Chapman & Hall, 193, Piccadilly, London, 1853. . Book Condition: Very Good. No Jacket. First Edition. ppxx,326,x, from the library of the Office Of Woods[now the forestry commission] with 3 stamps.Recently rebound in green cloth, with blind stamped edging. Includes a general outline of the gold regoins of the world with a treatise on the geology of gold. supremely rare ‘The Gold Rocks of Great Britain & Ireland’, by the renowned Victorian philanderer & charlatan John Calvert.. Calvert has managed to tarnish his well deserved reputation as a gold prospector by living down to Mark Twain’s definition of a gold mine/ miner as ‘A hole in the ground with a liar up top’. This having been said Calvert’s Book is salted throughout with real nuggets of pure gold for anyone interested in gold and all aspects of its discovery & recovery. Calvert’s fundamental argument is that there is naturally occurring gold to be found just about everywhere, and he argues his case so compellingly with historical, scientific and factual evidence that anyone short of a few bob would be foolish not to invest in a gold pan and get panning in the stream at the bottom of their dos house garden! Similarly, anyone who has never understood the grip of gold fever would be unimaginative to be untouched by the virus after reading this fascinating account of treasure trove, ‘troven’ and yet to be ‘troved’.
The author goes into anecdotal & factual accounts of the history of the Californian Gold Rush, The Australian Gold Rush, The South African Gold Rush and every gold rush before back to Jason and the Argonauts and the quest for the Golden Fleece. This is all besides the subject of the title, which is of course covered in great detail. John Calvert John Frederick Calvert (1825-1897) was a notorious rogue of Victorian England, particularly well known as a gold prospector and collector. He had strong associations with Australia where he lived for several years and amassed huge collections of minerals, shells, fossils, books, antiquities and ethnographia. He claimed to have been the great grandson of the last Lord Baltimore, but as the name Calvert is the only link to the Baltimore’s this is highly unlikely. Calvert’s father Edward Crouch changed his name to Calvert in the early 19th Century, which eradicates the only conceivable link to the Baltimore’s. Further to this Calvert claimed to have been born in 1811 or 1814, but was actually born on the 9th March 1825.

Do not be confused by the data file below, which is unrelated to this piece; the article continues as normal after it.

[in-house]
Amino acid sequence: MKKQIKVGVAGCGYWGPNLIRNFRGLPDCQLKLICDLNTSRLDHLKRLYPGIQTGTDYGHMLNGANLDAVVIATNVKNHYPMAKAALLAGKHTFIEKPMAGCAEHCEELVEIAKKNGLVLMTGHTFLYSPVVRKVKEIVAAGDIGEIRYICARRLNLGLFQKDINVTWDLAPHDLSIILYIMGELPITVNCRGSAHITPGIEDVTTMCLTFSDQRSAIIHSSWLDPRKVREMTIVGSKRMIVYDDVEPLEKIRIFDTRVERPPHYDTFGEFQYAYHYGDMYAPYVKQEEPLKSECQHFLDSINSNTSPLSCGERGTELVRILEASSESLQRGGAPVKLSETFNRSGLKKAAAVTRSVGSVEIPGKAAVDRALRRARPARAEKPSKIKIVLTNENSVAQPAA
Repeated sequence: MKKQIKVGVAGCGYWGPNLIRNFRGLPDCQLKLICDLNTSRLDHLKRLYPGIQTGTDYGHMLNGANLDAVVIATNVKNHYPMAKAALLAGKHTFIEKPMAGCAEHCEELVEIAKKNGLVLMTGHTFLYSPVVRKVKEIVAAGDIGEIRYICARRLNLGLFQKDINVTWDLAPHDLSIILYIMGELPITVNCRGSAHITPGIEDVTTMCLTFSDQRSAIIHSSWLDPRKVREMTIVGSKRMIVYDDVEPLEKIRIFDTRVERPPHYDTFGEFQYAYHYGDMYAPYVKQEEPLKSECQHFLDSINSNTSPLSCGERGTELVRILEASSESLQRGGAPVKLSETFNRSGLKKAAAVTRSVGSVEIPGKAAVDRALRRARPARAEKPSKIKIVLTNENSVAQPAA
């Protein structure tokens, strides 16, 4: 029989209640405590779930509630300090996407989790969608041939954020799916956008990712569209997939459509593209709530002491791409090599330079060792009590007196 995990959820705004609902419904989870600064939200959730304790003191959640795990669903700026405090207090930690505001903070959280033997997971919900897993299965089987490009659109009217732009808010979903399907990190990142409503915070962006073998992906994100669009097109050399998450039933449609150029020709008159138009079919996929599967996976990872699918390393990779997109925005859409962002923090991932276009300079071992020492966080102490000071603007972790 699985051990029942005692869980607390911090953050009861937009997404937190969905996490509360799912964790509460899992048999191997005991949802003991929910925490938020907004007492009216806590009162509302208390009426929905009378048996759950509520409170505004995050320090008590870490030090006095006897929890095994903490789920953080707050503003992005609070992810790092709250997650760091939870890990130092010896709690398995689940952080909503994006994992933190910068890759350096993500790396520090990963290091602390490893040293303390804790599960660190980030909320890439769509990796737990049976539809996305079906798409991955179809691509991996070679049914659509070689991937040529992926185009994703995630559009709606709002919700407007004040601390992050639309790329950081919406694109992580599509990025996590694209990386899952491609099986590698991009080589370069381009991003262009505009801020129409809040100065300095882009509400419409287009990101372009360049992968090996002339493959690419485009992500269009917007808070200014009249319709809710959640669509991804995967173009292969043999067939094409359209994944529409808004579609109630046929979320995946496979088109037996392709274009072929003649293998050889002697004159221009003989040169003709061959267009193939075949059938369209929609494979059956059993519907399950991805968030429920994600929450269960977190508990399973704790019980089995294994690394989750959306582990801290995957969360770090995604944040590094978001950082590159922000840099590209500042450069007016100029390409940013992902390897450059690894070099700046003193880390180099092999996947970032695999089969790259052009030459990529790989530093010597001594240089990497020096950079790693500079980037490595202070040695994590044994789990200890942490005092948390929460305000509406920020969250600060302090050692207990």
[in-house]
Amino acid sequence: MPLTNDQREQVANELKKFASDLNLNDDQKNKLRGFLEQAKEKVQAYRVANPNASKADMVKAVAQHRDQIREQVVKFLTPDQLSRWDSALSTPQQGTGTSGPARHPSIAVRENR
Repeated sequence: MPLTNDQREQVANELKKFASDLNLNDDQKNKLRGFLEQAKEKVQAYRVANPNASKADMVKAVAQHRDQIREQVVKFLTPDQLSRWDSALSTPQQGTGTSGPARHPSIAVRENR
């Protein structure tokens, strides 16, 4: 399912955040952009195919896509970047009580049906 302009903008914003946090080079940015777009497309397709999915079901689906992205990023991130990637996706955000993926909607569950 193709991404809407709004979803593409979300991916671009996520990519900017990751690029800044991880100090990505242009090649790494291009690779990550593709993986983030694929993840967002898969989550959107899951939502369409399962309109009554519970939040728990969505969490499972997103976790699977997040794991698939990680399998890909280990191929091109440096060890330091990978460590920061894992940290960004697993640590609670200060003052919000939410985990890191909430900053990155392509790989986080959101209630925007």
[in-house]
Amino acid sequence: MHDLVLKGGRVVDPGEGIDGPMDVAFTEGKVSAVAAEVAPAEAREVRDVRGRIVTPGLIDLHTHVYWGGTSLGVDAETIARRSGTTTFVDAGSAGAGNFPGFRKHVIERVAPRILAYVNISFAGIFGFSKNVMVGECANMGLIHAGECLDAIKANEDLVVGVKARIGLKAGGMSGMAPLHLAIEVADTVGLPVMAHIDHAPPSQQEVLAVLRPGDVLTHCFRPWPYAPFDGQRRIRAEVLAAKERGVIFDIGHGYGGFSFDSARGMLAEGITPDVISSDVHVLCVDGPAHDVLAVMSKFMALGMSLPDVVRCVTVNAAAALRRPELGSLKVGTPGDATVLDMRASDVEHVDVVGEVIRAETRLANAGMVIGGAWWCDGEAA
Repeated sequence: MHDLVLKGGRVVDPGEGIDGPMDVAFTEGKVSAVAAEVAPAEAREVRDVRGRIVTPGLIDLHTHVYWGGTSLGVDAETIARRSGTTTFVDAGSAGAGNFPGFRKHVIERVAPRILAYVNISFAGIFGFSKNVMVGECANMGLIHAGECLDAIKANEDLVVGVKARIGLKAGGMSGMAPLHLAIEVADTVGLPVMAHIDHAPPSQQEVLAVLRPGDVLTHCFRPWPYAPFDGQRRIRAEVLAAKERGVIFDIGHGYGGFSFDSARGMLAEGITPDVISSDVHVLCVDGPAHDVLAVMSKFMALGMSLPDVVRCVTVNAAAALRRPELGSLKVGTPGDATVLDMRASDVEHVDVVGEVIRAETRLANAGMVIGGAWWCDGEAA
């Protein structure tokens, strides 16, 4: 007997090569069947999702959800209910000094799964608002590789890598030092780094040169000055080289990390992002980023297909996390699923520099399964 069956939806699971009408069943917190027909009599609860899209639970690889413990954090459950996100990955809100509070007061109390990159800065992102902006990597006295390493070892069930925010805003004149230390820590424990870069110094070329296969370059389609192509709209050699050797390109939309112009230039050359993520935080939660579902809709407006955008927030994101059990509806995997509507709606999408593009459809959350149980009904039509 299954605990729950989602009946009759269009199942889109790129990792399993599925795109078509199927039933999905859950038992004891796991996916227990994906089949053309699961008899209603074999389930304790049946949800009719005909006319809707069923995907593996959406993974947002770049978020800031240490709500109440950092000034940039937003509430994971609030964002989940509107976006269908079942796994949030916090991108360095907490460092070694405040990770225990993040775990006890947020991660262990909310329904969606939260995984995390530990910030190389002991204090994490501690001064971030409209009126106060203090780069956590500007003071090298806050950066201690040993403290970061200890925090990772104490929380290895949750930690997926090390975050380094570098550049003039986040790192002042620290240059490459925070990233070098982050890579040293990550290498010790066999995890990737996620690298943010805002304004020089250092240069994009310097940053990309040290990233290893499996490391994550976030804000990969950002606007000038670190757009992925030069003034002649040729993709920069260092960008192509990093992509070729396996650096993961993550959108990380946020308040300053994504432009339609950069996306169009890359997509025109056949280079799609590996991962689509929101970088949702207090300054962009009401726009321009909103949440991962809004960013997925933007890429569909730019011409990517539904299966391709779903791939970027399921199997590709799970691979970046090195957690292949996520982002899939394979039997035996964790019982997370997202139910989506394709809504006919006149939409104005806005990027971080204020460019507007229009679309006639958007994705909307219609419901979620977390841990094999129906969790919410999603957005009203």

John Calvert`s birth circumstances and parentage were the subject of a controversy which ran for four months in 1891, and occupied many pages of the prestigious mining paper the `London Mining Journal`. His actual birth date renders his claims of discovering gold in Australia in the 1930’s extremely suspect, considering he would have been a teenager. Besides these rather extreme misrepresentations by Calve.